Saturday, December 15, 2012
Thursday, November 8, 2012
What bugs me the most about libertarians is how they're convinced that they are out-of-the-box thinkers and you (if you're a Republican or Democrat) are just intellectually shallow and a follower of the masses.
Give me a fucking break.
Let's get something straight, libertarians: you're not the cure-all for what is wrong with the two-party system. You're a welcome addition to the political discourse, but let's face it, you're not what the country wants. Stop being so butt-hurt that more people aren't jumping on your bandwagon. It's not because we're dumb, it's not because we don't challenge ourselves intellectually, it's because we don't want what you're selling. That's life. I'd like to see a more progressive socialist (yes, I said it) party in this country, but it doesn't appear to be what the people want. I don't go around crying about it and insulting everyone who disagrees with me on that.
Now, that is my emotional objection to libertarianism. It's pretty much the same reaction most people have to other political parties. Democrats think Republicans are stupid, which makes Republicans mad. And Republicans think Democrats are stupid in return, which makes us mad. Nothing new there.
But I also have a philosophical objection to libertarianism. I like government regulation. Really, I do. I like knowing that the food I buy has to meet certain standards. I like knowing that the medications I take have been through testing. I like knowing that my doctor has to be licensed, that my CPA had to take the CPA exams, that my car has to meet certain safety standards.
And I like restrictions on what you can and can't do in your business. I like the Family Medical Leave Act assuring qualified employees that they're not going to lose their job if they need to take leave to have a baby or have surgery. I like the Fair Labor Standards Act assuring qualified employees that their employer can't work them to death without paying overtime. I like Title VII of the Civil Rights Act, the Age Discrimination in Employment Act, and the Americans with Disabilities Act putting the fear of litigation in employers' hearts to keep them from discriminating against employees. I like the Environmental Protection Act checking corporations from destroying the earth in the pursuit of profits.
And I like unions, because we can talk about the freedom of contract until we're blue in the face, but we all know that one blue-collar worker has zero negotiating power all on her own. I like the Patent Act and the Copyright Act assuring creators that someone with more money can't come along and steal their creations. Fuck, I like affirmative action, even quotas.
Why? Because I don't trust those with economic power to look out for what is best for the collective whole. That's what is at the heart of my objection to libertarianism. Libertarians are kidding themselves that a lack of government involvement is better for everyone. It's not. It's better for those who have the upper hand. For the privileged among us. Maybe, just maybe, if everyone started off at the same level, libertarianism would make sense. But we don't start off at the same level, and I don't see how removing governmental regulation is going to help anyone other than the rich people already in power.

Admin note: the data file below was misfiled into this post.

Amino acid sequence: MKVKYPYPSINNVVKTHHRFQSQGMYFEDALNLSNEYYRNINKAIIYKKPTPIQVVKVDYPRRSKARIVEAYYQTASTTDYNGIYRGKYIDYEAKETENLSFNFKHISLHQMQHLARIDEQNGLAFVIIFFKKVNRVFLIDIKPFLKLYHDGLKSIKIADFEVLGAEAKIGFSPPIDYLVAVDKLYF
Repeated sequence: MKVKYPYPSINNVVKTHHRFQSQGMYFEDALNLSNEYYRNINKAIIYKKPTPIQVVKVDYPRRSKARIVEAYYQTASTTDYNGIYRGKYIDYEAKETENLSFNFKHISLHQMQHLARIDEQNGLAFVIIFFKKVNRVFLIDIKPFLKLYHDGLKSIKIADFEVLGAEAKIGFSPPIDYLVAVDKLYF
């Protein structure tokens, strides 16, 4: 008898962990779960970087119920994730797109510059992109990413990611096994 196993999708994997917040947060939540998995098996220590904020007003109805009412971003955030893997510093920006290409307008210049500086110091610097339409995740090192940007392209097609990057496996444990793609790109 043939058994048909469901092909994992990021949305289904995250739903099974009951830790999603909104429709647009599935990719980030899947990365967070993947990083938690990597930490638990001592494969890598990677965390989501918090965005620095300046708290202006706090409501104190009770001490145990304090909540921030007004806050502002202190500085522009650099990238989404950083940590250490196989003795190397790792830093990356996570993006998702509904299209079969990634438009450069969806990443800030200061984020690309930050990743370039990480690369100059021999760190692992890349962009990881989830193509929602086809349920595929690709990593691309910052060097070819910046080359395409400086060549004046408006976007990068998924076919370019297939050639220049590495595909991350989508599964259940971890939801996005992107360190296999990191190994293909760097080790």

Saturday, September 8, 2012
It's not that I don't think of things to blog about, it's that there is usually something that stops me before I type out the words. The great thing about blogging is that it's such a tangible and easy way to get your thoughts out there to the world. The bad thing about blogging, for me anyway, is that putting my thoughts out there only seems to do more damage than good. I'm always offending people or leaving people with the impression that I am a bitter and angry woman, especially when I talk about marriage or motherhood.
I had a whole blog thought out last night about why I hate it when mothers say they've been dreaming about their daughter's wedding since the day of her birth. But then I could hear my parents in my head telling me, "You've got issues, you're so angry," and I thought, why bother? There's no way for me to explain myself without just sharing way too much. Without making myself vulnerable in a way that I just can't do anymore. There's nothing worse than making yourself vulnerable to people who just don't care. I've learned that lesson the hard way.
I feel like this sums up my blogging experience, and my social media experience to some extent. I just feel like it's not worth it anymore. I'm not going to change anyone's mind. I'm not even going to challenge them to think about things in a different way. I'm just going to make everyone think I'm angry and bitter. And I just don't have the energy to correct them anymore.
Saturday, August 18, 2012
Sunday, May 13, 2012
Saturday, March 10, 2012
Case in point, a Facebook friend of mine who was a high school classmate. I use her as an example not because I think she needs to singled out or because her views are unique in any way, but only because she's an active blogger and Facebook poster. In other words, I have a better idea of how she thinks because she puts it out there. (I would also note that she is a perfectly nice, mostly unoffensive person.)
A few days ago she shared an eloquent, clever post from a female physician who was fed up with how women and women's health issues are treated in politics and the media these days. My friend thought it was "the best thing [she'd] read on Facebook in quite a while." The only problem? Her history makes it abundantly clear that she just cannot see beyond the surface on these issues.